D.C. Bar Association Ethics Opinion 346 (2009)Brief SummaryA lawyer who receives a prospective client’s confidences, as well as permission to talk about the matter with other lawyers not in the same firm, is an agent of the client when talking to the other lawyers. The other lawyers therefore owe the prospective client a duty of confidentiality.Complete SummaryThe question presented was, when Lawyer A — with the permission of a prospective client — discusses the prospective client’s matter with Lawyer B from a different firm, does Lawyer B owe a duty of confidentially to the prospective client? The D.C. Bar Legal Ethics Committee opined that Lawyer B owes a duty of confidentiality under either Rule 1.6 (confidentiality of information) or Rule 1.18 (duties to prospective clients).Rule 1.18 imposes a duty of confidentiality on lawyers who “ha[ve] had discussions with a prospective client[.]” The committee, however, found that a discussion of Rule 1.18 was not strictly necessary because Lawyer B would owe a duty of confidentiality under Rule 1.6 standing alone. According to Comment  of Rule 1.6, the duty attaches when a lawyer “agrees to consider whether a client-lawyer relationship shall be established.” Alternatively, under the “discussion” requirement of Rule 1.18, Lawyer B would owe a duty of confidentiality because Lawyer A was the prospective client’s agent. In reaching this conclusion, the committee invoked an attorney-client privilege analogy, noting that privilege generally attaches to discussions between lawyers and clients agents so long as the client trusts the agent and the use of an agent is reasonably necessary. The committee opined that this “intermediary rule” should apply here as well. Significance of OpinionThis opinion adds a level of protection to client confidences, but it also adds a potential level of complexity or liability for lawyers in referral situations. This alert has been prepared by Hinshaw & Culbertson LLP to provide information on recent legal developments of interest to our readers. It is not intended to provide legal advice for a specific situation or to create an attorney-client relationship.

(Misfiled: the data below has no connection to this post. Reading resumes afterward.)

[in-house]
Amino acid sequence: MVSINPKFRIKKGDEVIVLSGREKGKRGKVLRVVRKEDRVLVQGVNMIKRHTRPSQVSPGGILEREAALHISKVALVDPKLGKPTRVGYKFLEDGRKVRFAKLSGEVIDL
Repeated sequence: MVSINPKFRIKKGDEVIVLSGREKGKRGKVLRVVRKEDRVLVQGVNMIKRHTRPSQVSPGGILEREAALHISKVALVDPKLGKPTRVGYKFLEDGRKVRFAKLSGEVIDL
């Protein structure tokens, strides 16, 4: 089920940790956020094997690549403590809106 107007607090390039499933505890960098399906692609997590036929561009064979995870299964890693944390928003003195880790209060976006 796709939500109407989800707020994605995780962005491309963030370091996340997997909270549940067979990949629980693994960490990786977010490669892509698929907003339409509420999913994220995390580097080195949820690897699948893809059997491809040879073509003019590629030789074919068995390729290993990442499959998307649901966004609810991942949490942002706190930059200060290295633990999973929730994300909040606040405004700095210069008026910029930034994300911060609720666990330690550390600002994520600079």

Hinshaw & Culbertson LLP has launched a new blog ― The Ethical Quandary ― that serves as a robust forum for matters involving legal ethics. The blog will help users stay current with newly filed cases, recent decisions and helpful practice tips. It also serves as a resource for quick access to relevant statutes, rules and procedures. The Ethical Quandary is a legal ethics and litigation blog, accessible at http://blog.hinshawlaw.com/theethicalquandary/. The blog is maintained by members of Hinshaw’s Legal Ethics and Professional Responsibility Practice Group. Contributors of the blog include Michael P. Downey (St. Louis-based), David J. Elkanich (Portland, Oregon-based), David A. Sorensen (Chicago-based) and Dayna E. Underhill (Portland, Oregon-based).